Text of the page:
This, the 24 cm Mörser M.98, can be seen as the big little sister of all the famous Skoda Howitzers, the first in a line of very impressive and deadly pieces of artillery. It can be seen as a sort of "missing link" in the development of the heavy Austro-Hungarian artillery. It can be seen either as the last of the older Siege Mortar (indeed, its original designation was Belagerungsmörser M.1898) or as the first of the big Skoda Howitzers.
The M.98 weighed some 9.3 tons in firing position. It was always transported in a disassembled state. When moved, it was broken down into four packs, that each was pulled either by horse or motor vehicles. (Some of the units that used motorized transport was the 1st, 2nd and 3rd Heavy Field Artillery Regiments - Schwere Feld Artillerie Regiment.)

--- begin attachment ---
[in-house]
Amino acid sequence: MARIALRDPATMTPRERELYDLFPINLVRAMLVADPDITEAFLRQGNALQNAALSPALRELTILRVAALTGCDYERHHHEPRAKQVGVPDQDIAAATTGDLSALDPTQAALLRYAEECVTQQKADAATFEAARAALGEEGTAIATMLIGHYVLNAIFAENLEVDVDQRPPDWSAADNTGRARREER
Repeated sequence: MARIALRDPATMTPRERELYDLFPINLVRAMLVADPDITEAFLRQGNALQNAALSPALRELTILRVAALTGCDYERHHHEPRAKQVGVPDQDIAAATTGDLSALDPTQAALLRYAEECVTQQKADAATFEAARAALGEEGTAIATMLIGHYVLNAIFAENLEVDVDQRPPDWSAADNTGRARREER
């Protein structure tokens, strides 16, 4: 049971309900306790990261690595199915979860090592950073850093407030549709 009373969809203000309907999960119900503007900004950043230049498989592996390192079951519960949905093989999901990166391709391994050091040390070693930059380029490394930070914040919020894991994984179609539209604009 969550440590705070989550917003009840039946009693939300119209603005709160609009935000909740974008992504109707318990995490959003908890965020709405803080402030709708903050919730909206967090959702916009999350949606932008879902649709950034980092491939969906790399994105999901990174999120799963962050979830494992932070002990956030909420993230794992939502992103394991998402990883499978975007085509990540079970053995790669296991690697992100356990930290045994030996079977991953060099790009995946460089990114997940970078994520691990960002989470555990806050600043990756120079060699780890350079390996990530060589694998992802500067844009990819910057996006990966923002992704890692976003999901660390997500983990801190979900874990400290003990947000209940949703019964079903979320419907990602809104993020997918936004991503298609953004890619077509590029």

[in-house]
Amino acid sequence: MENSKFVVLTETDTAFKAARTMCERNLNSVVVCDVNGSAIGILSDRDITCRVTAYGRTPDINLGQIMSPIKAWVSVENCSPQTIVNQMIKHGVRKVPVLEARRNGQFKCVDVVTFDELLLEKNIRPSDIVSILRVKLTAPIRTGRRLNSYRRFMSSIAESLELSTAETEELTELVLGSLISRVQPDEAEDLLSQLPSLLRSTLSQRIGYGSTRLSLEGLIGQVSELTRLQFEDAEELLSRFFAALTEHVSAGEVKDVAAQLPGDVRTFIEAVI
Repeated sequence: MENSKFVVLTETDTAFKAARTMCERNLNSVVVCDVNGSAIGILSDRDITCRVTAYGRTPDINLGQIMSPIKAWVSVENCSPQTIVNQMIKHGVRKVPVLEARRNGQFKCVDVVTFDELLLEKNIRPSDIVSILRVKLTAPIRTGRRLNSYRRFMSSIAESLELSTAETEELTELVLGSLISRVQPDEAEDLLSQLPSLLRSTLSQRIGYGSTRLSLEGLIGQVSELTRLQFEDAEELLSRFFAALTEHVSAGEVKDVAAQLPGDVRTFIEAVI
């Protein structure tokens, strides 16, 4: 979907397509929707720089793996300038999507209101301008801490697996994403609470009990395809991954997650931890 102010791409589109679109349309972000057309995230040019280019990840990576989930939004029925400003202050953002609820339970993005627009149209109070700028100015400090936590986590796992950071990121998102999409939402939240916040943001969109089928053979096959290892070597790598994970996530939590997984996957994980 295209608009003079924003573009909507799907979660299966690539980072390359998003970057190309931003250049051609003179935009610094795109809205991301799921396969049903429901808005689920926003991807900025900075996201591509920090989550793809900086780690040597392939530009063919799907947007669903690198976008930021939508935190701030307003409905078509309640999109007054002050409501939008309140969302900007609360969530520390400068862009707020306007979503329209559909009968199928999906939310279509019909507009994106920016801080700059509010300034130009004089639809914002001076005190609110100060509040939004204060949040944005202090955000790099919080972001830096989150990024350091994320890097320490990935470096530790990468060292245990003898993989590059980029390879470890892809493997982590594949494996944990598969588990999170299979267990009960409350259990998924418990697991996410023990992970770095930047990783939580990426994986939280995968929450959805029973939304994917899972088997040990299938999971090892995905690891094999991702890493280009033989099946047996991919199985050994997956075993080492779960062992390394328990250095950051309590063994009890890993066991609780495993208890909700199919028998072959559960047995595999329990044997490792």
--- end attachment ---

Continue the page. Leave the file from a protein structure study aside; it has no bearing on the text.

The deployment of the gun was "comparatively fast", to quote a contemporary Austrian source. The length of the barrel was 2180mm, it could be elevated between +44° and +65°. It had a traverse of 16°. The Mörser could shoot a 133kg heavy HE shell some 6.500 meters. The muzzle velocity was 278m/sec. It needed a crew of 6 men, and could also be equipped with a shield for the crew.
At the start of the Great War in August 1914, the Austro-Hungarian Army had 12 24cm Mörser Batteries in Service (each Battery consisting of 4 guns), all in all some 96 guns. (As was the case with the Austro-Hungarian Artillery in general, there was problems regarding the supply of ammunition: only some 400 shells per gun were available.) This number decreased as the war progressed. In January 1917 only some 30 M.98s were in use, and a year later it had decreased even further, to only 2 batteries (8 guns) were still active.